The following story appeared in Telegraph UK web site. The English have missed the bus in participating in the IPL T20 cricket tournament in any form. The Venue for IPL finals is already fixed and there is no chance of it being shifted to Lords. Besides UK neither has the stadium capacity nor the kind of public participation India has. Reading the tone of this article makes me feel the English are trying to console themselves. More than the IPL final it seems they want a Twenty 20 format of their own. But where are the crowds and where is the money?
Your comments on the following story are welcome.
Your comments on the following story are welcome.
IPL offers Lord's Twenty20 finale
By Simon Hughes
The $5 million Champions League-style final of the Indian Premier League could be staged at Lord's this September.
That is the offer on the table to English cricket from IPL officials. They are desperately keen to stage the climax to the tournament over here, featuring the top two teams from the IPL and the leading sides from England's, Australia's, South Africa's and Pakistan's own domestic Twenty20 competitions.
Dubai had been earmarked for this international denouement in October. But the Dubai ground is unlikely to be ready in time, so the Indian organisers are in talks with the England and Wales Cricket Board to find a window of opportunity.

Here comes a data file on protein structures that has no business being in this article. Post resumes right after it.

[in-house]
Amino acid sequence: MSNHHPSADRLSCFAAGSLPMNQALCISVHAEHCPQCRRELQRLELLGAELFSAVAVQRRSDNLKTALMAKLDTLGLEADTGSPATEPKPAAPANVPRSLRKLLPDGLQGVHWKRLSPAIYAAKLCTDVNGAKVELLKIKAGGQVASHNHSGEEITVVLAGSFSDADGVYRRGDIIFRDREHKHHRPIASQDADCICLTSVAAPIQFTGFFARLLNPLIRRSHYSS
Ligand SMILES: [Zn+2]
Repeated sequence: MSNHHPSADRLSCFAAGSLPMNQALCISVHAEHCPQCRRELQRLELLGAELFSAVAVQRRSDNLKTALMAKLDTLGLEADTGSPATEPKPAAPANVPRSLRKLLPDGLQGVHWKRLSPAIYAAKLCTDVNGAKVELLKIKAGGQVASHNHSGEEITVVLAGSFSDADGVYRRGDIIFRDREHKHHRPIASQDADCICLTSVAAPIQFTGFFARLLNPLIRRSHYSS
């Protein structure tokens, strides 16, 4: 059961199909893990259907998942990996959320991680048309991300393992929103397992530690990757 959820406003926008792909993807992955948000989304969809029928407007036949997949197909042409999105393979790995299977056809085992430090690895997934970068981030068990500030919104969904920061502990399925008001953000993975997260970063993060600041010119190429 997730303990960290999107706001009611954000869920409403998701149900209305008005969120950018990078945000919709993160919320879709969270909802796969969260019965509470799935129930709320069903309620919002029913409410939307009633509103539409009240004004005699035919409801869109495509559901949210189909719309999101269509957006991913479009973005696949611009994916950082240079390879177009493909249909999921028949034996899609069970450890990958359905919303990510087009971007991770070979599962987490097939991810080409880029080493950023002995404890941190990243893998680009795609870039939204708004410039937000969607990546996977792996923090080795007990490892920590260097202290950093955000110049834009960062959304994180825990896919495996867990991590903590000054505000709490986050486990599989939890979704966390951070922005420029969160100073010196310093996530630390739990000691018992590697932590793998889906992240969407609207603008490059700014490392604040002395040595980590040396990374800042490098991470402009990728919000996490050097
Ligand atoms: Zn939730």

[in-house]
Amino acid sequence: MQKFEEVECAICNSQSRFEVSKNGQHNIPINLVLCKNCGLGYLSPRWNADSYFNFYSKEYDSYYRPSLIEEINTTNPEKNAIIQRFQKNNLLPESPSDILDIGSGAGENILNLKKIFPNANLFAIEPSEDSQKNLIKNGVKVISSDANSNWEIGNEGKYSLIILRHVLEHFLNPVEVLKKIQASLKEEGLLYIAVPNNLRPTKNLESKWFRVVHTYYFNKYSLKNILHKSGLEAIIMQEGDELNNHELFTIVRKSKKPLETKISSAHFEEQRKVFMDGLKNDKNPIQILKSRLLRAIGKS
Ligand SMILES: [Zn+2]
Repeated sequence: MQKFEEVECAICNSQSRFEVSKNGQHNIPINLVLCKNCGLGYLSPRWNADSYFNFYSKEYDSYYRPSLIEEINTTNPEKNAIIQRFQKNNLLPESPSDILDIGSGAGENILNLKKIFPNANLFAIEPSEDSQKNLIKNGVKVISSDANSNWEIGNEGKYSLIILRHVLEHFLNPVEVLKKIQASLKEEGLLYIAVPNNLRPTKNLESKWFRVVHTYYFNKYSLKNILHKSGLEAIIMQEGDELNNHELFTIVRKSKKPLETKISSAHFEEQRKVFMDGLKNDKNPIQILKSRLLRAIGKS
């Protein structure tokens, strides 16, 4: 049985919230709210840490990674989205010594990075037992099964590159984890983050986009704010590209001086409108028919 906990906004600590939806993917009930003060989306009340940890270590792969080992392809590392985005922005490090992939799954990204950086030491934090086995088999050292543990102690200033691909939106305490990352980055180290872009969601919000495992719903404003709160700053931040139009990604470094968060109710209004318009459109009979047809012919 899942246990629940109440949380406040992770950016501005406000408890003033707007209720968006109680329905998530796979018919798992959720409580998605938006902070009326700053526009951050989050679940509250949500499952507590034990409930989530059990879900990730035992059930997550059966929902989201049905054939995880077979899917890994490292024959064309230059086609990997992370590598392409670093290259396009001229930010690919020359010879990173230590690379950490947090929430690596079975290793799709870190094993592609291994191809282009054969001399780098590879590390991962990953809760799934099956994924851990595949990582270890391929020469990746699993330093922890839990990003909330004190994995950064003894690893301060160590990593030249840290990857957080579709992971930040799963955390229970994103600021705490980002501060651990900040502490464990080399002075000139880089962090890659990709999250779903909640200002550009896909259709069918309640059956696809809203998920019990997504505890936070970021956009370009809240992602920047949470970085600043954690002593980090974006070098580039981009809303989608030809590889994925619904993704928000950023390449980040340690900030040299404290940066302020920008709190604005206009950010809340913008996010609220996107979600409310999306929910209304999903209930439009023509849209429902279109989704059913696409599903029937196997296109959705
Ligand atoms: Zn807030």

"Not so fast, not so fast!" seems to be the reply from the ECB, some of whose senior representatives are currently in India scratching their heads. The main problem is time. The Indians want a week to stage the tournament, but in England's congested summer, that is hard to find.
The ideal time would be straight after England's final one-day international against South Africa on Sept 3rd. But the ICC champions trophy in Pakistan - a 50-over competition which represents one of world sport's most pointless and derided events - begins a week later. The international merry-go-round halts briefly in early October, but top-class cricket has never been played in England that late in the year.
With some creative thinking it could be done. Whittling the teams down to one winner could be achieved in five days in the Twenty20 format (ie between Sept 5th and 9th) but the ECB prefer to wait and see what the Indian public and business community's response to the IPL is before they take discussions further.
They are not convinced about the city franchise idea for an English Twenty20, citing the example of Essex as a county who already sell out their one-day home fixtures and therefore do not need the carrot of a new tournament or identity. Where this argument falls down is that Essex made a meagre profit last year of £17,000, and that was after their £1.3?million handout from the ECB. There is too much complacency in the running of the English game. Attitudes need to change, fast.
Large, enthusiastic crowds revelled in the IPL entertainment over the weekend despite the general absence of close matches. Mike Hussey emulated Brendon McCullum's pulsating batting in Friday's tournament opener by powering his Chennai team to an unassailable 240 on Saturday in Mohali.